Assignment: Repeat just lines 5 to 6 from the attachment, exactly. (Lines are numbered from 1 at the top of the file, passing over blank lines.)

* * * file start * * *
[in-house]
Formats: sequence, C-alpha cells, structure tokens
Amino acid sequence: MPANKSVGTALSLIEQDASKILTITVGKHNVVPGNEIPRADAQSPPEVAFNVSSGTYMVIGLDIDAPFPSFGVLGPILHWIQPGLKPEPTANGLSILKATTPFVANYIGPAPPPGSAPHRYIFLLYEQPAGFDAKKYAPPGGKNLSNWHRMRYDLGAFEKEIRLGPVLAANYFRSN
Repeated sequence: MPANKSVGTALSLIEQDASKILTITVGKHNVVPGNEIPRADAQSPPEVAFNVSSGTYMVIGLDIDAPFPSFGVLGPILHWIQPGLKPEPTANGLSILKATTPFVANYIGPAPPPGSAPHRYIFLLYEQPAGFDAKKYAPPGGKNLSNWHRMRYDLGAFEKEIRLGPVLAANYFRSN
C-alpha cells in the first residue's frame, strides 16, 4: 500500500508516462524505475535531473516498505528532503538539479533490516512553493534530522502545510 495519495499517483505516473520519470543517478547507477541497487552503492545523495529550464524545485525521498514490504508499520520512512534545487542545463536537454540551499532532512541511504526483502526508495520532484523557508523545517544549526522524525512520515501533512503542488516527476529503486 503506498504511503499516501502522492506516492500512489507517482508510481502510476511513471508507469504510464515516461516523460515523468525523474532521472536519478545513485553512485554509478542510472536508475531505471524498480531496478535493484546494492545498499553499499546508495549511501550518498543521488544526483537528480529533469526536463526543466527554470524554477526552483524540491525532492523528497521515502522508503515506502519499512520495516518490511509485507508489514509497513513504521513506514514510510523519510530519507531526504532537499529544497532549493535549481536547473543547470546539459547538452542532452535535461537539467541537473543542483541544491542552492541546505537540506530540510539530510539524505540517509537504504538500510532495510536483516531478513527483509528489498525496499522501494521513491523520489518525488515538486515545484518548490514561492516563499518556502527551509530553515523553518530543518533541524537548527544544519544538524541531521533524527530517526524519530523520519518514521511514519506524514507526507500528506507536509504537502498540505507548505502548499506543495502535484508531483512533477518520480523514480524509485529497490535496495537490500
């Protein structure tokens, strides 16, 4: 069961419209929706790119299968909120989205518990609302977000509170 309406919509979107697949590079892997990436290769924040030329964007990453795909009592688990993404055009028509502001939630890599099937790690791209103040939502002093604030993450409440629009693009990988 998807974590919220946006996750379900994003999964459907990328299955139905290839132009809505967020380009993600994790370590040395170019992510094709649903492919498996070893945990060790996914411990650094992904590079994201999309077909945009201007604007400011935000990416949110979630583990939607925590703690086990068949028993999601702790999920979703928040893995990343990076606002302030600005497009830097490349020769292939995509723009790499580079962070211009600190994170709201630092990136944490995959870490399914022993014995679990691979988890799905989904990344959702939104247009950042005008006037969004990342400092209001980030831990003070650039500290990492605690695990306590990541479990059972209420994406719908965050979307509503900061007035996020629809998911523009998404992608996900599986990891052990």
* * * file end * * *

C-alpha cells in the first residue's frame, strides 16, 4: 500500500508516462524505475535531473516498505528532503538539479533490516512553493534530522502545510 495519495499517483505516473520519470543517478547507477541497487552503492545523495529550464524545485525521498514490504508499520520512512534545487542545463536537454540551499532532512541511504526483502526508495520532484523557508523545517544549526522524525512520515501533512503542488516527476529503486 503506498504511503499516501502522492506516492500512489507517482508510481502510476511513471508507469504510464515516461516523460515523468525523474532521472536519478545513485553512485554509478542510472536508475531505471524498480531496478535493484546494492545498499553499499546508495549511501550518498543521488544526483537528480529533469526536463526543466527554470524554477526552483524540491525532492523528497521515502522508503515506502519499512520495516518490511509485507508489514509497513513504521513506514514510510523519510530519507531526504532537499529544497532549493535549481536547473543547470546539459547538452542532452535535461537539467541537473543542483541544491542552492541546505537540506530540510539530510539524505540517509537504504538500510532495510536483516531478513527483509528489498525496499522501494521513491523520489518525488515538486515545484518548490514561492516563499518556502527551509530553515523553518530543518533541524537548527544544519544538524541531521533524527530517526524519530523520519518514521511514519506524514507526507500528506507536509504537502498540505507548505502548499506543495502535484508531483512533477518520480523514480524509485529497490535496495537490500
């Protein structure tokens, strides 16, 4: 069961419209929706790119299968909120989205518990609302977000509170 309406919509979107697949590079892997990436290769924040030329964007990453795909009592688990993404055009028509502001939630890599099937790690791209103040939502002093604030993450409440629009693009990988 998807974590919220946006996750379900994003999964459907990328299955139905290839132009809505967020380009993600994790370590040395170019992510094709649903492919498996070893945990060790996914411990650094992904590079994201999309077909945009201007604007400011935000990416949110979630583990939607925590703690086990068949028993999601702790999920979703928040893995990343990076606002302030600005497009830097490349020769292939995509723009790499580079962070211009600190994170709201630092990136944490995959870490399914022993014995679990691979988890799905989904990344959702939104247009950042005008006037969004990342400092209001980030831990003070650039500290990492605690695990306590990541479990059972209420994406719908965050979307509503900061007035996020629809998911523009998404992608996900599986990891052990």